What’s Screening: June 23 – 29

Samurai, dancers, Mary Pickford, and alienated teenagers light up Bay Area movie screens this week. Also two film festivals.

Festivals

New films opening

Maudie, Embarcadero, opens Friday

Here’s a love story, set on the beautiful Nova Scotia coast, about two people unlikely to find love. Maude (Sally Hawkins) suffers from severe arthritis. To escape her family, she takes a job as a live-in maid with Everett (Hawkes) – a loner who lives in a tiny house outside of town. Everett is emotionally repressed, outwardly macho, filled with inner pain, and deeply sad. They eventually marry and learn to love each other. But it’s never easy. As Maude gains fame as an artist, Everett can’t handle the changes. A lovely, heart-wrenching biography of Canadian artist Maud Lewis. Read my full review.

Festival Screenings

Rebecca of Sunnybrook Farm, Broncho Billy Silent Festival, Niles Essanay Silent Film Museum, Saturday, 7:30

Mary Pickford, actually 25 but playing a teenager, moves in with two overly-strict maiden aunts, and livens up the entire town. Thus 1917 adaption of the classic novel is episodic, charming, and funny. I’ll be introducing the screenings. Bruce Loeb will accompany the movie, and two shorts, on piano.

A- A Date for Mad Mary, FramelinePiedmont, Saturday, 4:30

The story is as old as romantic comedy, and yet, this Irish charmer doesn’t fit neatly into any genre. Mary (Seána Kerslake) goes directly from jail to preparing for her best friend’s wedding (the friend has turned into Bridezilla). Mary’s to be maid of honor, and that means she needs a date. But who would want her? She’s angry, alcoholic, acerbic, judgmental, immature, and occasionally violent. Not surprisingly, she’s also deeply sad and lonely. Warning: Screening this movie in a LGBTQ festival is already a spoiler.

Promising events

Freshflix Film Festival, Roxie, Thursday, 7:00

No, it’s not really a film festival – at least not in the Bay Area – but it still may be worth attending. The Roxy will screen 14 shorts from the real, Austrian-based Freshflix Film Festival. The shorts screened look at taxi drivers, astronauts, teachers, and human-bird relationships.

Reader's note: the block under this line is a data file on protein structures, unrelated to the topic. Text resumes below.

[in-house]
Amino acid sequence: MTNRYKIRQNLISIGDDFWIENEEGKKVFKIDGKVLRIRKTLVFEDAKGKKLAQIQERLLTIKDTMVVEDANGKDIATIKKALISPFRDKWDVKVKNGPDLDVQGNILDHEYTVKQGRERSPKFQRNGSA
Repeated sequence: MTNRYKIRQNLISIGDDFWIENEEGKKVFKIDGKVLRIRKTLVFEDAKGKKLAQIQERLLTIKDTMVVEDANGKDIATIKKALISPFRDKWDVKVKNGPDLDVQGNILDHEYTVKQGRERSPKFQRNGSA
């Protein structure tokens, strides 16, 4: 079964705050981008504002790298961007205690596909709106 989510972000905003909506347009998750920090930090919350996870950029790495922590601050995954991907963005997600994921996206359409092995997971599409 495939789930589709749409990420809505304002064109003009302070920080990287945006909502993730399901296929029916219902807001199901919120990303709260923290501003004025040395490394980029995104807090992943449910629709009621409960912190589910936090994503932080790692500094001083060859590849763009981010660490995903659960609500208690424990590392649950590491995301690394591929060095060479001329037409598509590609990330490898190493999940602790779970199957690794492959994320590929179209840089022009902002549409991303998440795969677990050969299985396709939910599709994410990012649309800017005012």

Riffer’s Delight: Footloose, Alamo Drafthouse New Mission, Thursday, 9:00

I never saw 1984’s teenage party flick, that also doubles as an attack on the religious right. Horrible reviews kept me away. But I strongly suspect it will be much better with comedians Nato Green, Natasha Muse, and Kaeli Quick adding their own commentary.

Recommended revivals

A+ Seven Samurai, Pacific Film Archive, Friday, 7:00

If you think all action movies are mindless escapism, you need to set aside 3½ hours for Kurosawa’s epic masterpiece. The basic story–a poor village hires warriors to defend them against bandits–has been retold many times since, but Kurosawa told it first and told it best. This is an action film with almost no action in the first two hours. But when the fighting finally arrives, you’re ready for it, knowing every detail of the people involved, the terrain to be fought over, and the class differences between the peasants and their hired swords. One of the greatest movies ever made. See my Kurosawa Diary entry. Part of the series Samurai Rebellion: Toshiro Mifune, Screen Icon.

A- Sullivan’s Travels, Stanford, Friday through Sunday

Preston Sturges bit the hand that fed him caviar with this satire of Hollywood itself. Joel McCrea stars as a successful director tired of making light-hearted comedies like Ants in Your Pants of 1939. To prepare himself for making a serious drama about the depression, he disguises himself as a hobo and rides the rails. The movie turns surprisingly dark in the last act, and ends with a stirring speech proclaiming Sturges’ message: “Movies shouldn’t have messages.” On a double bill with Billy Wilder’s directorial debut, The Major and the Minor.

A- Dazed and Confused, Balboa, Saturday, 10:00

Think American Graffiti set in the stoned ’70s. As the school year ends in a small Texas town, students and recent alumni head out looking for pot, parties, and sex. Some of them find it. But Richard Linklater isn’t George Lucas (thank God), so Dazed and Confused finds greater depths in the many characters than the earlier film. The young, largely-unknown cast includes such future stars as Milla Jovovich, Ben Affleck, Parker Posey, and Matthew McConaughey. A Balboa Beer Movie.

B+ East of Eden, Castro, Wednesday

James Dean electrifies the screen and becomes a star and a legend in this John Steinbeck adaptation. He plays an alienated teenager at odds with his strict and religious father and his ever-so-upright younger brother. An updating of the Cain and Abel story set in early 20th-century rural California, Eden occasionally steers towards the over-dramatic, but for the most part it’s an effective story about a generation gap, made a decade before that term was coined. On a double bill with The Outsiders.

Fantastic Mr. Fox, Alamo Drafthouse New Mission, Monday through Wednesday

There’s a cartoon-like quality to a lot of Wes Anderson’s work, so it isn’t surprising that he would eventually make a real cartoon. Based on a story by Roald Dahl, Fantastic follows the adventures of a very sophisticated but not altogether competent fox (voiced by George Clooney) as he tries to outwit a farmer and keep his marriage together. Children and adults will find different reasons to enjoy this frantically-paced comic adventure. A Kids Camp presentation.

Continuing engagements

Lebowskies (frequently-revived classics)